Twinkling with Inheriting and Development Achievement

This post is a re-run of something I wrote back in 2005.  It's still one of my favorites, and since only a half dozen people were reading my blog back then, I decided to post it again….

On Thursday night my landlady called and asked if she could come to my apartment because she had some translation questions for me. Now anyone who has been in China for awhile knows the fear and dread that
well up inside at the sound of someone asking for help with translation
work.  "Just read it over."  "It won't take long."  Those words always precede hours of painful and laborious mental gymnastics
trying to translate phrases like the one in the title of this post from
what we call "Chinglish" to English.

My landlady and her husband have their own business producing
publicity and promotional materials for schools in China.  Since English is so popular, these materials (from DVD's to brochures)
must all be in English as well as Chinese–never mind the fact that
very few English speakers will actually see or read them.  In the China
of 2005, one simply cannot produce something like this without any
English in it.  My landlady out-sources the translations to
professionals; however, there are times when, for some reason, she
doubts the accuracy of the translations, so asks me to look at them to
see if the English makes sense and if it indeed accurately reflects the
Chinese meaning.

Yesterday she had one such project for me, and that noise you heard emanating from the western side of Beijing on Friday was the sound of
two cultures and languages clashing! 

An interesting feature of Chinese
discourse is the use of poetic and flowery language in nearly every
conceivable context, formal and informal.  A language that has been
around for 3000 years has quite the collection of poetry, expressions,
and idioms, and they are all to be used as much as possible. 

The phrase "twinkling with inheriting and inheriting achievement" is merely an extreme
example.  The document we worked on had line after line after line of
such phrases, and I was supposed to see if they were OK.  After
awhile of trying to decipher these, one of two things happens.  Either I read a sentence and decide
it makes perfect sense (a sure sign that I have been in China way too
long) or I have to attempt to convince her that it is impossible to
translate such a sentence.  In fact, after yesterday, I am convinced that there
should be a law against translating such sentences. 

When I read it in
Chinese, it makes perfect sense, but there's no way to get it into an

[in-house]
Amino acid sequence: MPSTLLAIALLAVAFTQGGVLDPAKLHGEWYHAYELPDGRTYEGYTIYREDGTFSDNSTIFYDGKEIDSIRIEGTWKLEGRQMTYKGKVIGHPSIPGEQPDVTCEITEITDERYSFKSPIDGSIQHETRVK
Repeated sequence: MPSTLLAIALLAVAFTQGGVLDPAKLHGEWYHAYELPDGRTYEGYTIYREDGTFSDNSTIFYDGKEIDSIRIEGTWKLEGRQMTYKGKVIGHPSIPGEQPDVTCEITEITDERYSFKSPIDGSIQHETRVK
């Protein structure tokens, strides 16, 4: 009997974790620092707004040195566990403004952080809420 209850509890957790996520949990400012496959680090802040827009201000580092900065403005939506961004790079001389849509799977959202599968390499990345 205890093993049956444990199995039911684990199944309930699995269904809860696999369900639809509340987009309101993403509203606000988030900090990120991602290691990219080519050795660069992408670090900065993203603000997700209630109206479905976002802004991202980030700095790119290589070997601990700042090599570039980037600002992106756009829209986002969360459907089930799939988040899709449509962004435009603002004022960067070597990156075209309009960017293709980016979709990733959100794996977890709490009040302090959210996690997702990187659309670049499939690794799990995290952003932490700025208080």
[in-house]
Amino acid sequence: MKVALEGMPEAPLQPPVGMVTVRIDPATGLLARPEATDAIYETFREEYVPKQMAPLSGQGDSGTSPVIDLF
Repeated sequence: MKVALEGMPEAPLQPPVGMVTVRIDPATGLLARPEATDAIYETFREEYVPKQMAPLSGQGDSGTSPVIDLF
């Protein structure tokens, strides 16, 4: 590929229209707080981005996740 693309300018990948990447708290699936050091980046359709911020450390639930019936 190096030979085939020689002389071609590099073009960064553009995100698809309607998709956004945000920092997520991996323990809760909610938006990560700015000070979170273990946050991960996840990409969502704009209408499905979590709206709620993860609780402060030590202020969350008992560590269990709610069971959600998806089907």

English sentence that both maintains the poetry and has meaning.  Take
your pick, Mrs. Li.  You can't have it both ways!  Ah, but you see, in
Chinese, they do have it both ways, because poetic language is not only
permissible in formal writing, it is expected, for it is one of the
main ways to demonstrate that one is a literate and cultured person. 

After my brain was fried to a crisp trying to disentangle that mess of a
sentence, we sat back and discussed the cultural differences.  I
explained to her that it was so difficult because in English we have
different sets of rules for business writing than for essay writing. 
Poetic and creative language can be used in essays, but not in business
writing.  Therefore, when translating such phrases, I may be able to come
up with some suitable English words that approximate the meaning, but
their presence in such a formal setting is completely unacceptable. 

Translating such a sentence is nearly impossible because it will never
come out in a manner that suits both sides.  If the Chinese person
insists that the emotional language remain, than it will be gibberish
in English.  If the English speaker wins, then the Chinese will feel
like the translation isn't close enough to the original (and they'd be
correct, of course).

In the course of the conversation, I learned the distinction between two Chinese words for written text:  wenzhang and wenjianWenzhang is the word for essays or articles of a literary nature.  Wenjian is the word for formal documents, like something a boss or leader might hand down to his/her underlings. Wenzhang demands emotional and flowery language.  Wenjian is cold and impersonal, and implies authority, command, and distance.  Poetic language is not used in wenjian.

Aha!  I said to her.  That's the problem.  To Chinese, a brochure like this is considered a wenzhang.  In English, it would be considered a wenjian
Finally a breakthrough in understanding (for both of us)….why the
languages were clashing.  In her mind what we were translating was a wenzhang and in my mind it's clearly a wenjian.  Finally she understood. Finally, I understood!

Wenzhang, Wenjian, …..let's call the whole thing off!